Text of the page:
products Today, their marketing and hard work appears to be paying off. On any given week, they can see between 40 and 60 customers shopping the endless shelves of bulk beans, grains, flour, rice, pasta, nuts, dip mixes, candies, seasoning, dried fruits, drink and dip mixes and various local products such as honey and meat. At first glance, it might sound like a long drive to visit a grocery store but Dymesich says they are different.

“We are different because we provide our products with less packaging which allows you to get more for your money. It also allows you to choose different sizes.” She goes on to explain that the couple is also focused on bringing a better quality product to the consumer.

Some of their best selling items include unbleached, unbromated all purpose flour, Australian licorice, black cocoa, cheddar cheese powder, chick soup base and a variety of seasoning and spices.

A combination of unique, premium products at a bargain price has convinced customers it is worth the trek to Mason to shop. But, to be sustainable, they know they need to keep growing if they want to create a long-term sustainable business.

Most recently, the couple has expanded into a new market. For over the past year, they had been purchasing and selling Northwestern Coffee Mills beans out of Washburn, Wisconsin. When they learned former owner Harry Demorest has passed away, they began a conversation with his daughter Kate about the future of Northwestern Coffee Mills to ensure the long-time legacy of the locally roasted coffee continued. When it became clear Kate wasn’t going to keep the business going, they decided to acquire the business. Demorest had a long-time, robust customer base that he shipped coffee to in more than 40-states across the U.S. Today, the Dymesich’s hope to regain that customer base and build on it.

As for what the future holds, Kitten says they hope to continue building business in their current location to prove the business model and need for a bulk food store in northwest Wisconsin. Once that happens, they hope to move their store but continuing to live their dream of owning and operating a local business providing quality food to their customers.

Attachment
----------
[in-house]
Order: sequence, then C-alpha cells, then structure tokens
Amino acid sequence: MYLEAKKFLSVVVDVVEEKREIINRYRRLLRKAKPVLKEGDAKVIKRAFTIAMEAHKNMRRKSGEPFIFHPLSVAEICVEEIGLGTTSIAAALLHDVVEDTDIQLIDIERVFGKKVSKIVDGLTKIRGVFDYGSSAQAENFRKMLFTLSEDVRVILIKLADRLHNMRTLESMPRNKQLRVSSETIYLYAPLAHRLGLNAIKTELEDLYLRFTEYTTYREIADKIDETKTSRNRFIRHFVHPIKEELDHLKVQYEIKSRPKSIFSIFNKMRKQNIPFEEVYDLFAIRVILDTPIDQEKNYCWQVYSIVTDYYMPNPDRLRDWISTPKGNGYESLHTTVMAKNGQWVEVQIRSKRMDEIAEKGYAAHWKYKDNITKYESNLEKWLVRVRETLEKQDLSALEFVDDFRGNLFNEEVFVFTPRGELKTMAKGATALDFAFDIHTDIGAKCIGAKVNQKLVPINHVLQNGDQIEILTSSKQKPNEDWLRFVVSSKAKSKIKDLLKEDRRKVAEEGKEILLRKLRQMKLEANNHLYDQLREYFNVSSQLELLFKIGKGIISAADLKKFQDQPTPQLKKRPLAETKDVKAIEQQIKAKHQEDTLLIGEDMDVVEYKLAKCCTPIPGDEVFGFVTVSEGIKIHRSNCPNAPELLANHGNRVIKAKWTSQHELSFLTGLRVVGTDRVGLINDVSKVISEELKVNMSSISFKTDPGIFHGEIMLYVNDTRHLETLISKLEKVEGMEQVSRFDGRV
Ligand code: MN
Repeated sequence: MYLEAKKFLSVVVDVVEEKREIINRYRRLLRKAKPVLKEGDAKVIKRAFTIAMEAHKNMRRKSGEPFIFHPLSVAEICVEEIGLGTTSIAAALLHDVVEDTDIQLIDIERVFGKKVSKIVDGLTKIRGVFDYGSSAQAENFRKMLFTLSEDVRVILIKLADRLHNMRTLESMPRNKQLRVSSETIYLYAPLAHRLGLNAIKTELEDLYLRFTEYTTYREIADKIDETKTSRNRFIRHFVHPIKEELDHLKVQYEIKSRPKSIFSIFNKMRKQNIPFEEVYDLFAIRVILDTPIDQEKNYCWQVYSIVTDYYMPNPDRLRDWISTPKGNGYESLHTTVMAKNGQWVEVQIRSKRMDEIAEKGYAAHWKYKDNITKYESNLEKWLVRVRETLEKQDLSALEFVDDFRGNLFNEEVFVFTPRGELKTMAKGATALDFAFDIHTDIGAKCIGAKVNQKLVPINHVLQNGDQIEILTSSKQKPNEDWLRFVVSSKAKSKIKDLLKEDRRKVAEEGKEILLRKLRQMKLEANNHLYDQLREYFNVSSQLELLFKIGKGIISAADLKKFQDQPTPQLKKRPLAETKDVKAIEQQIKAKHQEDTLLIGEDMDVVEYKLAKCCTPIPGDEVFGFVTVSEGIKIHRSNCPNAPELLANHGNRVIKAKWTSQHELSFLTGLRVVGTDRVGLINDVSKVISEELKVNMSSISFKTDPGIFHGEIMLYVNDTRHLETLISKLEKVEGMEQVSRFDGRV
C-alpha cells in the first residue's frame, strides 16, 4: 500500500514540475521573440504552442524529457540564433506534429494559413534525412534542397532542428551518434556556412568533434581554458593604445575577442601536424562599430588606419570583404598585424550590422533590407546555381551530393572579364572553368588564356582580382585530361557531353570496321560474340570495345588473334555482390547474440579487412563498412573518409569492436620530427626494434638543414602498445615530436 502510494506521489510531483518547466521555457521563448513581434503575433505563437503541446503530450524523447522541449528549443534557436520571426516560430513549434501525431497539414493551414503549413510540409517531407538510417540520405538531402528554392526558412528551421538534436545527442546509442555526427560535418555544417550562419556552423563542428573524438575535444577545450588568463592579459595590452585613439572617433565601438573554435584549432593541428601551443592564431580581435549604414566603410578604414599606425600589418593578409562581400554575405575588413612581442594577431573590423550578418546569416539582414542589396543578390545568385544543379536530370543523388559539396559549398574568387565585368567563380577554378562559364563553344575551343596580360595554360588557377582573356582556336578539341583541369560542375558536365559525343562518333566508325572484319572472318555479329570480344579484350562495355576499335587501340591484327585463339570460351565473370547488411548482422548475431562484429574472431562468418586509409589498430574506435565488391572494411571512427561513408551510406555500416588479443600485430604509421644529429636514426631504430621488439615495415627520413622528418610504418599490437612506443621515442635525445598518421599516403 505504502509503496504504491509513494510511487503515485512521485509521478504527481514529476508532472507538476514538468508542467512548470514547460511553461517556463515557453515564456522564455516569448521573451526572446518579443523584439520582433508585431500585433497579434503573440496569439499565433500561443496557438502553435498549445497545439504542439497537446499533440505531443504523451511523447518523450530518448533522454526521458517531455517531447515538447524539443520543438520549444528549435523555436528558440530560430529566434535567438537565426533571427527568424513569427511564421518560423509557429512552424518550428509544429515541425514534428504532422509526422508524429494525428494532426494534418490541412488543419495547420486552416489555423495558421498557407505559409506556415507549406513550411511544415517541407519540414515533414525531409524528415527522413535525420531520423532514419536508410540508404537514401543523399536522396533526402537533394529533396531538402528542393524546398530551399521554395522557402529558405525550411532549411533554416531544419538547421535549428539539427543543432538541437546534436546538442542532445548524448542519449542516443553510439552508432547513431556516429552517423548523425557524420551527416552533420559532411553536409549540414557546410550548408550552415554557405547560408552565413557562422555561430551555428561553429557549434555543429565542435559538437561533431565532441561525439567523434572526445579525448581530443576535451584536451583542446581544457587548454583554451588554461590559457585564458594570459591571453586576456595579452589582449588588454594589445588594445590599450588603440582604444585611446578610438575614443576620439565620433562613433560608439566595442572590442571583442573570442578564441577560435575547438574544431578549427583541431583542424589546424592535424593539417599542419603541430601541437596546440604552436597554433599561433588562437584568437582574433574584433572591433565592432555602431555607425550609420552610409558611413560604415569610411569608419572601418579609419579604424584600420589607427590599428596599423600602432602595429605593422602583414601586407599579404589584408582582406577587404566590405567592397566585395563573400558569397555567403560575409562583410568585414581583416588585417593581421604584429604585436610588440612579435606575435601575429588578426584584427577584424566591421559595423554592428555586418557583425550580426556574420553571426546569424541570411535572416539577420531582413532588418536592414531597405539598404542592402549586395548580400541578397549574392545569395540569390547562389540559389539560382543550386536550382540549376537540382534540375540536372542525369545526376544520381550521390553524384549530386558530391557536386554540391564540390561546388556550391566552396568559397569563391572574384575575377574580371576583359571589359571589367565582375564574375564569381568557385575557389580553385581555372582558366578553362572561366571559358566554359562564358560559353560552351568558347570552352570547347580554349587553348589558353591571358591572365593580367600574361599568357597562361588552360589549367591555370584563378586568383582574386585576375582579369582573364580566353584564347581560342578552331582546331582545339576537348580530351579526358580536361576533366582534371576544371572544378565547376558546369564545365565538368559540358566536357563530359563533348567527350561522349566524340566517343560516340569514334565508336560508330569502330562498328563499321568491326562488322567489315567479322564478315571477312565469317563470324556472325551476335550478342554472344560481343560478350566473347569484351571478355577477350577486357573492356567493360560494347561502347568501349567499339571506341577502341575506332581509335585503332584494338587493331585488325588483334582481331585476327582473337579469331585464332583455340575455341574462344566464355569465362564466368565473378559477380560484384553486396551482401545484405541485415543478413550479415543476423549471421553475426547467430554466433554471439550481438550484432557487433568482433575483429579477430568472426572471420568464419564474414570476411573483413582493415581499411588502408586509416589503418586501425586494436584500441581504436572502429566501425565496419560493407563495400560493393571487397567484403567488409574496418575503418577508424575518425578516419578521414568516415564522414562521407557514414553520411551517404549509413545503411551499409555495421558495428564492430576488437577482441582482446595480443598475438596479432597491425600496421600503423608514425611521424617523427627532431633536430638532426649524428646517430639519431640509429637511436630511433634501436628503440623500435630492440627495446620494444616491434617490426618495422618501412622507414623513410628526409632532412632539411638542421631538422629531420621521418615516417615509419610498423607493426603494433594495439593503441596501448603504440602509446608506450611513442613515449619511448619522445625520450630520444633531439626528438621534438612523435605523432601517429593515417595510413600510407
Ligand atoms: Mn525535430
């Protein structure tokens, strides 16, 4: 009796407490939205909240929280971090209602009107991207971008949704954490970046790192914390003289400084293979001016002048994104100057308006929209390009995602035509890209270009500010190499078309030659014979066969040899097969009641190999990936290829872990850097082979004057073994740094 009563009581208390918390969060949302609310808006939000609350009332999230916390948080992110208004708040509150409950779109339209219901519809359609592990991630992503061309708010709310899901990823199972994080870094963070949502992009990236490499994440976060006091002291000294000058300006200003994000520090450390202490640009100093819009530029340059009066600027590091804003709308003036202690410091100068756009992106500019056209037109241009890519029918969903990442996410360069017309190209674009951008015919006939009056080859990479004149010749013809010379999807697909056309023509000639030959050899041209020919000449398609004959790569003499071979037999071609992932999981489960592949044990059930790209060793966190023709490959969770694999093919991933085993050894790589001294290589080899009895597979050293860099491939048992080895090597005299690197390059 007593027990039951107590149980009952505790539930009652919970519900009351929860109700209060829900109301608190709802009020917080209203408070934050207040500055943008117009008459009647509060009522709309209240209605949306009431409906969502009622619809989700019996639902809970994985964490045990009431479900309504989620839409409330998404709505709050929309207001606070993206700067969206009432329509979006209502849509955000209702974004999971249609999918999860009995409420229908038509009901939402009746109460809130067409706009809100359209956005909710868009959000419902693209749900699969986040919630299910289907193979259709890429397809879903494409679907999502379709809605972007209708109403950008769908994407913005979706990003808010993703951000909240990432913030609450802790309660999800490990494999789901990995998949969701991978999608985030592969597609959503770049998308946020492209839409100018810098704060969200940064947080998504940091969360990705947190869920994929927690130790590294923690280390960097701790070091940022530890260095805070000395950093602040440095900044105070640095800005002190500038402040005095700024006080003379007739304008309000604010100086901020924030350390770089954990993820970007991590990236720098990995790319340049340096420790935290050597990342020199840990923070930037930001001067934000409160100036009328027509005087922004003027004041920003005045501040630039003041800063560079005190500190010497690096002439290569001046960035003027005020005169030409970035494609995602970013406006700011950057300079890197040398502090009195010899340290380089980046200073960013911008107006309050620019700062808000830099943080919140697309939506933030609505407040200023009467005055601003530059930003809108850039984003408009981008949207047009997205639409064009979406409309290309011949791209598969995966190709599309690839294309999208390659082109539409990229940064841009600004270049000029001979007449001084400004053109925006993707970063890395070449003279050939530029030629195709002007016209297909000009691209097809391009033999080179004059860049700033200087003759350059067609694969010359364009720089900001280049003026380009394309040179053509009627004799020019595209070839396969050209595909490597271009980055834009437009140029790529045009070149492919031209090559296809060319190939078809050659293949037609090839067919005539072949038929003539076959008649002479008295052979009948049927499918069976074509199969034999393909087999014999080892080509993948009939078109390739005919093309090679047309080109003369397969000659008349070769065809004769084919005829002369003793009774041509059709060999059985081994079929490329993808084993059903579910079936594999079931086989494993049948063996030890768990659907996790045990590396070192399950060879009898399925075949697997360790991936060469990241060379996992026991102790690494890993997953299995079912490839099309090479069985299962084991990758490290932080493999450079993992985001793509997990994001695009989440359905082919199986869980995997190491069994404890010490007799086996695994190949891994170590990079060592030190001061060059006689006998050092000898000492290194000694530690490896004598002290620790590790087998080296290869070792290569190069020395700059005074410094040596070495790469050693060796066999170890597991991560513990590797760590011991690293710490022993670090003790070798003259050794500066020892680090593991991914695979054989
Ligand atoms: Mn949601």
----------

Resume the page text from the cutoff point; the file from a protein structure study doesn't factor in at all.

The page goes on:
Goat Cheese Anyone?

In this month’s Business North, I have several articles covering a wide range of topics from a local goat cheese maker, to an off the beaten path bulk food store and an in-depth look at the man behind the Evergreen Country Shopper. I thought I’d share the goat cheese story first, because well, who doesn’t love pics of cute little goats? I haven’t had a chance to spend time on the actual farm. But, the diligent reporter in me did find time to test the product. Good stuff Maynard. The cheese is awesome. And, I love that the farm is in Herbster–a personal favorite spot of mine, especially since my hubby and I keep buying land over in that neck of Bayfield County.

Anyways, I hope you enjoy the article. And, the next time you are in the area, you consider picking up some of this artisan goat cheese that you just won’t find in the aisles of any big chain. Happy eating!

Local Cheese Makers Partner Up to Provide Artisan Cheeses from the North Woods

Photo Courtesy: Mary Dougherty
Photo Courtesy: Mary Dougherty

47-year cook Michael Stanitis knew he didn’t want to be a chef forever.  But, he wasn’t exactly sure what he did want to do with his life. He knew he loved goats. And, he knew he loved goat cheese. So, eight years ago he began a journey on his Herbster homestead that today has resulted in a successful artisan cheese line.

“It just kind of happened,” he explains of his Sassy Nanny cheese line. “While I was still working, I got a few goats and started messing around with making cheese.”

It is a huge leap to go from making cheese in your backyard to becoming a licensed cheese producer. In the State of Wisconsin, you need at least three licenses including a cheese maker license, a dairy producer license and last but not least a cheese plant license. While Stanitis was confident about the first achieving the first two licenses, building a state certified cheese plant just wasn’t in his budget.